My (Peter's) parents took our daughter for the weekend. It's a Father's Day present either to my dad or to me. I'm not sure which. Maybe both. We're going to take the offering either way and enjoy some much needed husband and wife time before little girl #2 comes along sometime around Dormition. As a consequence, we have been enjoying a wonderful weekend of church services, outings, dinners, and a soon-to-be experienced Toy Story 3 outing.
This was our first opportunity to take in the Vespers service at church this weekend. Usually, do to our little monkey's sleep schedule, we aren't able to make it. It's also a long drive. We made it a point to go this weekend, because we wanted to go to the Akathist service to the Mother of God Healer of Cancer that our parish celebrates whenever it can fit into the calendar. This was our first time we've been able to attend.
If you recall from the second part of my story from earlier in the year (found here) my first Orthodox service was an Akathist service to the Mother of God. This was the first official Akathist I have attended since our decision to explore Orthodoxy began, and it was a very interesting experience. I'm afraid I don't have a whole lot to say about it now. I'd like to make a posting later about my experiences getting to know the Theotokos and devotion to her. To say the least, it was a very moving service and we were personally very blessed to have been part of that experience with our parish.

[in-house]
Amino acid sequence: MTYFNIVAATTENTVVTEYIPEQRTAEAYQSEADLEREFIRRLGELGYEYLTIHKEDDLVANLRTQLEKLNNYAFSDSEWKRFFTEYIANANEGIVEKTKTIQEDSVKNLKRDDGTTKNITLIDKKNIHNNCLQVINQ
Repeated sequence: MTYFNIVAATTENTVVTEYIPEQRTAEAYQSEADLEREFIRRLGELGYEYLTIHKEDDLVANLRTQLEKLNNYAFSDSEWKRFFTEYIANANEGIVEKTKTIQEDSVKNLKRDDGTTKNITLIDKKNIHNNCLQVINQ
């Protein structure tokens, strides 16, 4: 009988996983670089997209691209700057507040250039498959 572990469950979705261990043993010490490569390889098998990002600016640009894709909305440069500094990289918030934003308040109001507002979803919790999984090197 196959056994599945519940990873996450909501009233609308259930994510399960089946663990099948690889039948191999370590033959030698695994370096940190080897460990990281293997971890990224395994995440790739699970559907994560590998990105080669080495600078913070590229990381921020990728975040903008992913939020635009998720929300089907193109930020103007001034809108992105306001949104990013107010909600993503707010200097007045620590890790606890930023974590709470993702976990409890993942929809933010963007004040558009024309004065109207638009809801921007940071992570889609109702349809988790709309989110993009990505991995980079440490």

This Sunday I was able to be part of the whole service! Usually, I am in and out with the little girl; but without her there, we were able to stay (and stand) through the whole of the Divine Liturgy. I find that week after week, I am learning and seeing things that I haven't experienced before. The most significant part of this week was the sense of belonging that I have started to feel. We've begun singing in the choir. I was asked to play chess with an old Russian gentleman. Felicity was having very personal conversations with various people and women in the church! I got this sense of family that I haven't had since graduating from seminary and moving away from all our friends.
My family and I may never get along over Orthodoxy. We may always have arguments about Saints, the Theotokos, Liturgy, Theology, et al. It's ok. We have family. There are people who have entered into our life (some temporal and others eternal) who are looking out for us and will make sure that we're never truly alone. Sorry if this posting is a little vague.